On Thursday, the newly installed Armed Forces chief of staff, Lt. Gen. Noel Clement, complained about the media attention given to the self-exiled founder and leader of the Communist Party of the Philippines (CPP), who has warned that the military’s human rights record could worsen under the new military chief.

Jose Maria Sison has enough basis for his accusations because Clement has been under a cloud of doubt over his role in the disappearance of Jonas Burgos.

Burgos disappeared without a trace in April 2007 after armed men abducted him inside a shopping mall in Quezon City. The 37-year-old son of the late journalist Jose Burgos was never found, despite appeals from his mother and human rights activists.

Clement was, however, cleared of any involvement by the courts but two subordinates were found liable for Burgos’ disappearance at a time when the government, then under President Gloria Macapagal Arroyo, had a crackdown on anti-government activists – farmers, workers, community organizers, human rights advocates, students, lawyers and even journalists.

“Why do we even have to listen to him?” Clement asked, referring to Sison. “He has done nothing good for the country. Who has more violations than us? Who has a case about the murders that they have conducted?”

You cannot just blame General Clement because he was only passionate for his job, in his drive to end the 50-year-old Maoist-led rebellion, one of the longest-running insurgencies in Asia, perhaps in the world, draining the country’s resources which could have fueled economic growth and development in poor but resource-rich rural areas.

But the good general must be reminded that this is now the digital age, not the post-World War 2 period when the world was polarized by two superpowers – the United States and the former Soviet Union. During that time, people were labelled “enemies” of democracy if they were Communists, and everything was black or white. If you were not with them, then you were on the other side of the fence.

The local law punishing mere membership or association with the Communists, Republic Act 1700 or the sedition law, was repealed under President Fidel V. Ramos, a US Military Academy graduate and a retired general.

It seemed General Clement’s mindset was stuck in the 1950s or perhaps in the early 1980s, when he first entered the Philippine Military Academy during the dying years of the Ferdinand Marcos’s dictatorial regime. This was also the height of Communist insurgency, which peaked to 25,000 guerrillas in 1986 when the strongman was ousted by a popular revolt.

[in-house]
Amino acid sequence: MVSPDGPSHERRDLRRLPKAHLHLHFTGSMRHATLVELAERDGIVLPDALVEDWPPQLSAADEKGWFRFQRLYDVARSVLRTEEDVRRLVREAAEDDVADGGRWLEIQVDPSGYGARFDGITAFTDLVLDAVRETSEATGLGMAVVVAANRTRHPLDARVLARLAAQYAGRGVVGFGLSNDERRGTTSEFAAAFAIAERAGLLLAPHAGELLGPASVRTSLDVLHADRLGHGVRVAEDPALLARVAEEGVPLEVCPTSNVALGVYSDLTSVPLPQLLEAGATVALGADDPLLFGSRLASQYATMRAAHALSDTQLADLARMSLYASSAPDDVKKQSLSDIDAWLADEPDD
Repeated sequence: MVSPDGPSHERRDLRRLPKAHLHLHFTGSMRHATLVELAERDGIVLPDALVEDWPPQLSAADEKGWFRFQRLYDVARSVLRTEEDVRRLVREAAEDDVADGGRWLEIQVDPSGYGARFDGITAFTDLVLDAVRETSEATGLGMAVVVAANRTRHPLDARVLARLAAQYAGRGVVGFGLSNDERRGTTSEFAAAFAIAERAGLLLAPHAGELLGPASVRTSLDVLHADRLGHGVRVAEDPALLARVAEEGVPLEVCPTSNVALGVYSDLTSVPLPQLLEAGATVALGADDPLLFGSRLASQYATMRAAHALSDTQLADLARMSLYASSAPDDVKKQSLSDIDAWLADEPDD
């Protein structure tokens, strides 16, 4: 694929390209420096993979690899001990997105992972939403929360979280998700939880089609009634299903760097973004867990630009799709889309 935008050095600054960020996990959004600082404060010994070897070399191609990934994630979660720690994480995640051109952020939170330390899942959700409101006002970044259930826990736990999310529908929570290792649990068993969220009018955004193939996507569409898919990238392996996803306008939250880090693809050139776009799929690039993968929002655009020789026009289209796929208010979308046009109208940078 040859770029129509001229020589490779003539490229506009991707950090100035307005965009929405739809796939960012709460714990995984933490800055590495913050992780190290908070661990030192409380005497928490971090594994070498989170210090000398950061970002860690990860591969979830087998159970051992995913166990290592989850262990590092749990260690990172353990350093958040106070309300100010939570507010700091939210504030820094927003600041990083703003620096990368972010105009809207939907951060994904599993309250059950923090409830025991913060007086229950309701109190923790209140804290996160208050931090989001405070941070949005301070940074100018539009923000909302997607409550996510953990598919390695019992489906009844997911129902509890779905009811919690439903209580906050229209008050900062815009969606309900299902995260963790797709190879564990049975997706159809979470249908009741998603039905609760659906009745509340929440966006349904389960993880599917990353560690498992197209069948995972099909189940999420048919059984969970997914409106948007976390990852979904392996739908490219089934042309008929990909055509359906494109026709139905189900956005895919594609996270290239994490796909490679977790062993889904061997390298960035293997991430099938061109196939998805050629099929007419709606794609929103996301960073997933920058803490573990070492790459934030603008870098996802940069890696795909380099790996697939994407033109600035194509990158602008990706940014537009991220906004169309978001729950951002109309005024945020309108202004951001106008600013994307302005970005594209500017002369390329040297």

In today’s marketplace of ideas and ideologies, there must be no room for intolerance, for discrimination whether by race, creed, religion and politics. The world has moved forward from a bipolar to a more diverse ecosystem.

Of course, it has become more dangerous and more chaotic and it was made much more confusing with the spread of disinformation in the post-truth world.

But the armed forces have become more prepared and trained to address these emergent information-based threats. The United States has spent so much resources, time and energy in training the local military on strategic communications, improving how soldiers should conduct psychological warfare to win the hearts and minds of the populace.

The Philippines also has a wealth of experience in countering rebel propaganda since the Special Operations Team (SOT) surfaced during the time of Maj. Gen. Mariano Adalem, who commanded  the Philippine Army about three decades ago. The SOT was so effective against the SYPs or Samahang Yunit Pampropaganda of the New People’s Army that the armed forces was able reduce rebels’ strength to about 5,000 from 25,000 in less than a decade.

General Clement must also understand how the media operate in a democratic society and how all journalists carry out their work. They are not propagandists for the government and the military. Thus, General Clement must understand and expect the press, including members of the Defense Press Corps, to be doing their jobs to get the side of the rebels in a story.

Journalists must remain credible and trusted. The only way journalists can remain faithful to the profession is to be more accurate, fair and impartial in their reporting. At times, journalists appear to be adversarial but it comes with the job in seeking the truth.

The military also has a pool of effective communicators who can be more charming and amiable without antagonizing the press. The likes of the late Generals Oscar Florendo and Honesto Isleta and legendary Jose Almonte and Luis San Andres were darlings of the press during their time.

In recent years, the military had excellent spokesmen, like Maj. Gen. Restituto Padilla, Rear Adm. Joby  Bacordo, Brig. Gen. Romeo Brawner, and Colonels Ramon Zagala and Harold Cabunoc.

They have excellent relations with the press. They respected how journalists work and the journalists respected and understood their roles better.

The last thing the military needs now is to antagonize the press and media in general. The battle for the hearts and minds of the people is half won if the military gets the media to its side in the age of propaganda. The rebels are more sophisticated and better communicators than General Clement.